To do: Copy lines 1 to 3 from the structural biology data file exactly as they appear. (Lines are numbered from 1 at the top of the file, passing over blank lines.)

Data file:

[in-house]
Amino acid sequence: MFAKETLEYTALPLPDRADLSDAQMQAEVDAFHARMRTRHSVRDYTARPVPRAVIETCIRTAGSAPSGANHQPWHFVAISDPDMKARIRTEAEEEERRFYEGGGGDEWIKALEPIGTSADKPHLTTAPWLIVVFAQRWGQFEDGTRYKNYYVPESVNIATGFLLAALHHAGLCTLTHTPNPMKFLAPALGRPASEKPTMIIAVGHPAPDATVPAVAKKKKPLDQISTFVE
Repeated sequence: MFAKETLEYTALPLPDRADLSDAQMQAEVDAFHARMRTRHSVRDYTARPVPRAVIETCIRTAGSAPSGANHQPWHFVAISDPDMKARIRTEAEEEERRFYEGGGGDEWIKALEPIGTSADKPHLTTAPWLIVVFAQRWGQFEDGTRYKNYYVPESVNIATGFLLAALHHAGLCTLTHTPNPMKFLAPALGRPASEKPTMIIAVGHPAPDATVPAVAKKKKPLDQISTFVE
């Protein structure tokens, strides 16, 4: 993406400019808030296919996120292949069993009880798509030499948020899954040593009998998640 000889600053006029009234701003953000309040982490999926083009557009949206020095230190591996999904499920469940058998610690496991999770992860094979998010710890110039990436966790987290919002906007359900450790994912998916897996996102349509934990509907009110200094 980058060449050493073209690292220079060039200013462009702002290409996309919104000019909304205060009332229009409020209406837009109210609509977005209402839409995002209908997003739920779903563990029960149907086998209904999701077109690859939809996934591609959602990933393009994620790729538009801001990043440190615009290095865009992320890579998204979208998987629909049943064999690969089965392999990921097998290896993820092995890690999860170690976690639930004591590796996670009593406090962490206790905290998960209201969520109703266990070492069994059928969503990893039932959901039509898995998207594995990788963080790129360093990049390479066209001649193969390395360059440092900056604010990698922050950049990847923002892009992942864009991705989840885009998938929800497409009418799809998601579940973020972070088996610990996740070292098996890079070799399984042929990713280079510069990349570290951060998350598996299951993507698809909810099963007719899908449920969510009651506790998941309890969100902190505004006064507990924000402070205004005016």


[in-house]
Amino acid sequence: MFAKETLEYTALPLPDRADLSDAQMQAEVDAFHARMRTRHSVRDYTARPVPRAVIETCIRTAGSAPSGANHQPWHFVAISDPDMKARIRTEAEEEERRFYEGGGGDEWIKALEPIGTSADKPHLTTAPWLIVVFAQRWGQFEDGTRYKNYYVPESVNIATGFLLAALHHAGLCTLTHTPNPMKFLAPALGRPASEKPTMIIAVGHPAPDATVPAVAKKKKPLDQISTFVE
Repeated sequence: MFAKETLEYTALPLPDRADLSDAQMQAEVDAFHARMRTRHSVRDYTARPVPRAVIETCIRTAGSAPSGANHQPWHFVAISDPDMKARIRTEAEEEERRFYEGGGGDEWIKALEPIGTSADKPHLTTAPWLIVVFAQRWGQFEDGTRYKNYYVPESVNIATGFLLAALHHAGLCTLTHTPNPMKFLAPALGRPASEKPTMIIAVGHPAPDATVPAVAKKKKPLDQISTFVE